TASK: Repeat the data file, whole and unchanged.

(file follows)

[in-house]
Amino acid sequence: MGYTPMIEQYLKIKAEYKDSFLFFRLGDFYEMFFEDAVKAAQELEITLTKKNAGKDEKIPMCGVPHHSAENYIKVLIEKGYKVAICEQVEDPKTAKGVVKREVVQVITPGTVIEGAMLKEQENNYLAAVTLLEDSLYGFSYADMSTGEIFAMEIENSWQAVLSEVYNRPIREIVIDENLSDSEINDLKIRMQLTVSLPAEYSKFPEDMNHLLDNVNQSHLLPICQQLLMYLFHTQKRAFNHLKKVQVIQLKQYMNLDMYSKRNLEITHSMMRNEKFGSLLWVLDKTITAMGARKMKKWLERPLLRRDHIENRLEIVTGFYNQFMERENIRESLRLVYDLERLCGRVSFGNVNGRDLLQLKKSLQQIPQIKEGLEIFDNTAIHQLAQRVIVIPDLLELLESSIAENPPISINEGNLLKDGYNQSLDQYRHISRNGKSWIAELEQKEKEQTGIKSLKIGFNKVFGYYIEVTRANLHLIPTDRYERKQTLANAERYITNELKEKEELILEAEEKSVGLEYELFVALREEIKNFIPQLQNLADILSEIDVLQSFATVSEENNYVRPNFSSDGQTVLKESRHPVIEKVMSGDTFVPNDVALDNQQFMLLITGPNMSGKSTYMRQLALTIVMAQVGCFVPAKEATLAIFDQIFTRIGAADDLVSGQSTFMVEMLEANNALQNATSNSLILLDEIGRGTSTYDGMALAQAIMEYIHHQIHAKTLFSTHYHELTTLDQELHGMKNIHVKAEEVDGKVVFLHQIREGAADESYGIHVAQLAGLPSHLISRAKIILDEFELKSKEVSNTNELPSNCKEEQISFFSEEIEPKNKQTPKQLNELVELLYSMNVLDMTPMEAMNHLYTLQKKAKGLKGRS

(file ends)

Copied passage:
[in-house]
Amino acid sequence: MGYTPMIEQYLKIKAEYKDSFLFFRLGDFYEMFFEDAVKAAQELEITLTKKNAGKDEKIPMCGVPHHSAENYIKVLIEKGYKVAICEQVEDPKTAKGVVKREVVQVITPGTVIEGAMLKEQENNYLAAVTLLEDSLYGFSYADMSTGEIFAMEIENSWQAVLSEVYNRPIREIVIDENLSDSEINDLKIRMQLTVSLPAEYSKFPEDMNHLLDNVNQSHLLPICQQLLMYLFHTQKRAFNHLKKVQVIQLKQYMNLDMYSKRNLEITHSMMRNEKFGSLLWVLDKTITAMGARKMKKWLERPLLRRDHIENRLEIVTGFYNQFMERENIRESLRLVYDLERLCGRVSFGNVNGRDLLQLKKSLQQIPQIKEGLEIFDNTAIHQLAQRVIVIPDLLELLESSIAENPPISINEGNLLKDGYNQSLDQYRHISRNGKSWIAELEQKEKEQTGIKSLKIGFNKVFGYYIEVTRANLHLIPTDRYERKQTLANAERYITNELKEKEELILEAEEKSVGLEYELFVALREEIKNFIPQLQNLADILSEIDVLQSFATVSEENNYVRPNFSSDGQTVLKESRHPVIEKVMSGDTFVPNDVALDNQQFMLLITGPNMSGKSTYMRQLALTIVMAQVGCFVPAKEATLAIFDQIFTRIGAADDLVSGQSTFMVEMLEANNALQNATSNSLILLDEIGRGTSTYDGMALAQAIMEYIHHQIHAKTLFSTHYHELTTLDQELHGMKNIHVKAEEVDGKVVFLHQIREGAADESYGIHVAQLAGLPSHLISRAKIILDEFELKSKEVSNTNELPSNCKEEQISFFSEEIEPKNKQTPKQLNELVELLYSMNVLDMTPMEAMNHLYTLQKKAKGLKGRS